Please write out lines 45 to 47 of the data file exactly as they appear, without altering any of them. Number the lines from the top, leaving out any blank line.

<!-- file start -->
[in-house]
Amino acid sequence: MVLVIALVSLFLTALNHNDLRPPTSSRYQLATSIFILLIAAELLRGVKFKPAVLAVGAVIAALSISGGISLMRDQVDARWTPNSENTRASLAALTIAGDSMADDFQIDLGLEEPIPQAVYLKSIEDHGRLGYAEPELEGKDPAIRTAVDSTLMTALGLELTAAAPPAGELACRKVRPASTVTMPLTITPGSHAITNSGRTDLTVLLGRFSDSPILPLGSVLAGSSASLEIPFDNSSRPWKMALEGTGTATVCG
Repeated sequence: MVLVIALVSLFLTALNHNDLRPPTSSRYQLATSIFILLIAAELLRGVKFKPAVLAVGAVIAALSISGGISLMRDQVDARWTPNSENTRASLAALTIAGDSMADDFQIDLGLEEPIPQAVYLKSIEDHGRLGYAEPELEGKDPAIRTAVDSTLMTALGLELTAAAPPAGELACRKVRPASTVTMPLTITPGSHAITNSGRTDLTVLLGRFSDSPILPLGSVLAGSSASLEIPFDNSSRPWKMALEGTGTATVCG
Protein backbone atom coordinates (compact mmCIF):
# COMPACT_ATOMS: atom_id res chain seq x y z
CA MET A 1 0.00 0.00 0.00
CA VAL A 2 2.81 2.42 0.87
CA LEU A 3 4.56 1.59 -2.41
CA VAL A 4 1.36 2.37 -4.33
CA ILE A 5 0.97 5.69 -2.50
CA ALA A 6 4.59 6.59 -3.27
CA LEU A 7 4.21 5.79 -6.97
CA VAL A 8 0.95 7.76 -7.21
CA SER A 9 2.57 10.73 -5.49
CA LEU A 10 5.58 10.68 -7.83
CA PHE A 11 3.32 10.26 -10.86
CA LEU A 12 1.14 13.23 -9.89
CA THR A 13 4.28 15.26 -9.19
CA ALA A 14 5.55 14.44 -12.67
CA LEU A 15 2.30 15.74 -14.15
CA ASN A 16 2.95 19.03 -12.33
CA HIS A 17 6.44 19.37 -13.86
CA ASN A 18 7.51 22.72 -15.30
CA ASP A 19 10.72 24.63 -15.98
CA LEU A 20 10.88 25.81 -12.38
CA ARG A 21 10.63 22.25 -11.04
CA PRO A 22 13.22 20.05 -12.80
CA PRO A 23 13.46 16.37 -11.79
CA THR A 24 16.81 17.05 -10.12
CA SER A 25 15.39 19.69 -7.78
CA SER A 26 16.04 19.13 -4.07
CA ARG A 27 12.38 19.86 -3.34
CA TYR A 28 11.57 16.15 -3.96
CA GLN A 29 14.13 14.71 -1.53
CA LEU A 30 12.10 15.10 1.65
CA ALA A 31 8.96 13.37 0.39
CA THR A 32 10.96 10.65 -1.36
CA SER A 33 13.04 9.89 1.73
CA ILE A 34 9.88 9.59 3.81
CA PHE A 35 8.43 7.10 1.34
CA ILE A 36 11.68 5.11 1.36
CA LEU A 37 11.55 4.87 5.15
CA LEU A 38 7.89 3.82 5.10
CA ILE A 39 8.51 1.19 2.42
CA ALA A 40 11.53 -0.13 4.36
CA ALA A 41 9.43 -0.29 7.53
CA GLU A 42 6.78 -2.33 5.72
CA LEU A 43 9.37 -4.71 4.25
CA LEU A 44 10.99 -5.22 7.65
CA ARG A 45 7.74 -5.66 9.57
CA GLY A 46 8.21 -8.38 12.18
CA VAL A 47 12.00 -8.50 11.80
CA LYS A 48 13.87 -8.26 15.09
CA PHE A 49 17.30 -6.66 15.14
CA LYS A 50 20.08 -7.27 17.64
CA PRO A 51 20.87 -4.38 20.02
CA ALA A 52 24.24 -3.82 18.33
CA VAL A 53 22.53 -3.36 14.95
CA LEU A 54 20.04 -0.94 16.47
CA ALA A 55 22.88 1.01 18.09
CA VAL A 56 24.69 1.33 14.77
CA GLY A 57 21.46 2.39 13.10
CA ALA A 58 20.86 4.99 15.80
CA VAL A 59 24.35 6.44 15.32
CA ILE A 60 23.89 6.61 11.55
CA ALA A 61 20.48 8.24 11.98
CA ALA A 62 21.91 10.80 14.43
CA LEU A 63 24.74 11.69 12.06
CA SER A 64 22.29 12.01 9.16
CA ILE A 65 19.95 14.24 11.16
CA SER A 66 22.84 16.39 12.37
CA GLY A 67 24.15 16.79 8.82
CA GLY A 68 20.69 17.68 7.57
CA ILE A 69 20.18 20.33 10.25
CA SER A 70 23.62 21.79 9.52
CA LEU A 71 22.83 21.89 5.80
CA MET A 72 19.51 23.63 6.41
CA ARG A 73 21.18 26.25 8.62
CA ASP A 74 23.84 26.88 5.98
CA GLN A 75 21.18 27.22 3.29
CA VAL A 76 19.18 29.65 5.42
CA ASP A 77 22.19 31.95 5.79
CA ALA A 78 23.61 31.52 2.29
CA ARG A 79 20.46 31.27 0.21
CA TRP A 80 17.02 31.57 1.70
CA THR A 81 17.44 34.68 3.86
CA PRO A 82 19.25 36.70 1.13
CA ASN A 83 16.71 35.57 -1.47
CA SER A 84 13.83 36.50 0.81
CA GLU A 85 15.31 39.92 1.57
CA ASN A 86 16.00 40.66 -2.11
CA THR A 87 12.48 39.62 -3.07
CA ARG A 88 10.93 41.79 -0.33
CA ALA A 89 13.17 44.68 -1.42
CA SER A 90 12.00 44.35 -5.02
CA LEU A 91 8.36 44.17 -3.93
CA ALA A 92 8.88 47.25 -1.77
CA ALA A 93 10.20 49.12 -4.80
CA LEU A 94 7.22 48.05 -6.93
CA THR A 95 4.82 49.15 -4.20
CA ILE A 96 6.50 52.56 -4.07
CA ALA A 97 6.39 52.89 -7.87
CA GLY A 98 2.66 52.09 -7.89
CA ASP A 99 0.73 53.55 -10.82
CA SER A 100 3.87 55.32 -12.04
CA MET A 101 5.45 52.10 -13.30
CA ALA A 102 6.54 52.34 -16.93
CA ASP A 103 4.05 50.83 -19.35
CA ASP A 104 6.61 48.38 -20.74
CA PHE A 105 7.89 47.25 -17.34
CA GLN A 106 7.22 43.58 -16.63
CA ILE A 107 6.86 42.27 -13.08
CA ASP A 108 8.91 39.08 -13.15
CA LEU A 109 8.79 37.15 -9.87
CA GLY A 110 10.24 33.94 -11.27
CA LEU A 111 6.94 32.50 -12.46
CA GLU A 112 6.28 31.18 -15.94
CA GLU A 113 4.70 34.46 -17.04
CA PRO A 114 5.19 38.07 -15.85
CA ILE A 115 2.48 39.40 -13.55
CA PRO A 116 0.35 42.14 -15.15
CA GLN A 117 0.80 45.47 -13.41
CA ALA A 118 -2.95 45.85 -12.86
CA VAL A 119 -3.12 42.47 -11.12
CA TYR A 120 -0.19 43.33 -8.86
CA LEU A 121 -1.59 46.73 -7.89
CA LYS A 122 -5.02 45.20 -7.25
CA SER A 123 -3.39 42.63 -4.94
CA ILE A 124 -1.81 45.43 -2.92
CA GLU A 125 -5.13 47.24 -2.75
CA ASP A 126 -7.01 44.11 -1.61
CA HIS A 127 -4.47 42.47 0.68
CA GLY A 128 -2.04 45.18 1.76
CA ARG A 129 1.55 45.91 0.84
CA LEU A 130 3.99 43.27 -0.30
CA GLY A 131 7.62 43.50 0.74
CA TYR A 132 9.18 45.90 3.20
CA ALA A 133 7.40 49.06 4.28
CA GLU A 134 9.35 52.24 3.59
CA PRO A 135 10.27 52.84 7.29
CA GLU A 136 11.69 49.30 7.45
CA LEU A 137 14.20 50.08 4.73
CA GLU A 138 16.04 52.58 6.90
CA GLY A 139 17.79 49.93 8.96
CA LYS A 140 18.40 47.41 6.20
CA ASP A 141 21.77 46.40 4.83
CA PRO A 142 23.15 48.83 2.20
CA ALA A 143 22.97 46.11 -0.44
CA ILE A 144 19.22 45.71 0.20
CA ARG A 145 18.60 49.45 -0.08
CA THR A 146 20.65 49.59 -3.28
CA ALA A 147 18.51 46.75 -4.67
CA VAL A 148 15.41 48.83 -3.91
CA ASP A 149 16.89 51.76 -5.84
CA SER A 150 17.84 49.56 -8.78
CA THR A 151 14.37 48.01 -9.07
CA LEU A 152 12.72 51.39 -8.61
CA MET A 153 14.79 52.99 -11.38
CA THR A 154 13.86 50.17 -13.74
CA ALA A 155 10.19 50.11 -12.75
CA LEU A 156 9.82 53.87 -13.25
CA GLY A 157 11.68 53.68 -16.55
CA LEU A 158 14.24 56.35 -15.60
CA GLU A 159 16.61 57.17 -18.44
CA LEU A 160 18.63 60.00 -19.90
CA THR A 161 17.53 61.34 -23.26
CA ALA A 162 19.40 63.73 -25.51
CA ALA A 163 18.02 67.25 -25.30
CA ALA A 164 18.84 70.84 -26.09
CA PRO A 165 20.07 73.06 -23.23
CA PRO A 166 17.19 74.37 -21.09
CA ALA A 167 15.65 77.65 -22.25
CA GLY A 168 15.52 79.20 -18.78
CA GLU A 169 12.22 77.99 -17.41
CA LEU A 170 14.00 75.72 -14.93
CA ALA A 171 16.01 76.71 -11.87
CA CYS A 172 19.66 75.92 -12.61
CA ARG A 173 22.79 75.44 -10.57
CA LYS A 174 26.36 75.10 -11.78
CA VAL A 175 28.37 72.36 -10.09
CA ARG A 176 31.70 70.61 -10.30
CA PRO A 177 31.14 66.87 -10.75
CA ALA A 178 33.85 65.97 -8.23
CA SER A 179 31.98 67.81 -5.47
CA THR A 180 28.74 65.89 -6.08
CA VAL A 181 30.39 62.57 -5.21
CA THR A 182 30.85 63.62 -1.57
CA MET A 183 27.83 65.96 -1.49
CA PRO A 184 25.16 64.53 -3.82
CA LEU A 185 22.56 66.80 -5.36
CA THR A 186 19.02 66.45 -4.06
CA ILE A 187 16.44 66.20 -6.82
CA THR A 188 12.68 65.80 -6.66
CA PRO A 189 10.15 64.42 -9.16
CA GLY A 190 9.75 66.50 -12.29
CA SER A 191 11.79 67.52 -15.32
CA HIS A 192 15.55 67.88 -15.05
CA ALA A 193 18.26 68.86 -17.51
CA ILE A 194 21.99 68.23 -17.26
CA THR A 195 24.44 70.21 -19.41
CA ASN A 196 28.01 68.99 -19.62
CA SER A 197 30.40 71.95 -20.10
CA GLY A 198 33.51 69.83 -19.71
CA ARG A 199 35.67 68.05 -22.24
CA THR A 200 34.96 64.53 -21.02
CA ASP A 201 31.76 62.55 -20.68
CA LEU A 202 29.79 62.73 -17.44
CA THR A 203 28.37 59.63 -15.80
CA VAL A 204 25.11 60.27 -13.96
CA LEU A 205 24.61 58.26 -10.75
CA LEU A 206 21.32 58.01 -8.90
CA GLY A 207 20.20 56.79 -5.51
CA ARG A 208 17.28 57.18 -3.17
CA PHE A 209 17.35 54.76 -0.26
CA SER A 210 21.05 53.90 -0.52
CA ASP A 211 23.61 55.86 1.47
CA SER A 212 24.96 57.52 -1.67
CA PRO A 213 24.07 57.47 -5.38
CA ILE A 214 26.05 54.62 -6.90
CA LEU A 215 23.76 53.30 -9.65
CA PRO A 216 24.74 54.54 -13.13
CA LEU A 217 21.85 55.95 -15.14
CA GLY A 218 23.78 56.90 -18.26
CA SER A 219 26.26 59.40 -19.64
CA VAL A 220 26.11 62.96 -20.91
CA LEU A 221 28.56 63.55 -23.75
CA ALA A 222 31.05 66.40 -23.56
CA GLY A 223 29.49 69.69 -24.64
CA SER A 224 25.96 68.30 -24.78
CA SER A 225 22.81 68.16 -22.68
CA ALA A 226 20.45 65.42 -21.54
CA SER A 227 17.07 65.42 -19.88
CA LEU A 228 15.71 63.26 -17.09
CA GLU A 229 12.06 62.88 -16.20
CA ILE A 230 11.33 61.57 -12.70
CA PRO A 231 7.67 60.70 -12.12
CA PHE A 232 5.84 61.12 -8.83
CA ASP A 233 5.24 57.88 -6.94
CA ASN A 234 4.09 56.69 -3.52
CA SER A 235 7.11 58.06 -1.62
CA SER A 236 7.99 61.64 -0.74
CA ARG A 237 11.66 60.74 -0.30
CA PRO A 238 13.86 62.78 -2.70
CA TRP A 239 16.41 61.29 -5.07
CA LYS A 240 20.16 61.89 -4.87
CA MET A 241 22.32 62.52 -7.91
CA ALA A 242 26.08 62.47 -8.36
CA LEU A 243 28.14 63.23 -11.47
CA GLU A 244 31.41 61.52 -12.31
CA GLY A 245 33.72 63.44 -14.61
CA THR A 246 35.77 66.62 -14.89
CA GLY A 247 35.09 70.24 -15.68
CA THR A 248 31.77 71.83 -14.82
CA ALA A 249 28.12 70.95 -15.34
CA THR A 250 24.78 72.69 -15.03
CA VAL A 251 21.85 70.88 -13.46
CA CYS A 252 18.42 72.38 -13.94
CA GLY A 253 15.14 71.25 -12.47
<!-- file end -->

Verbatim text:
CA ALA A 40 11.53 -0.13 4.36
CA ALA A 41 9.43 -0.29 7.53
CA GLU A 42 6.78 -2.33 5.72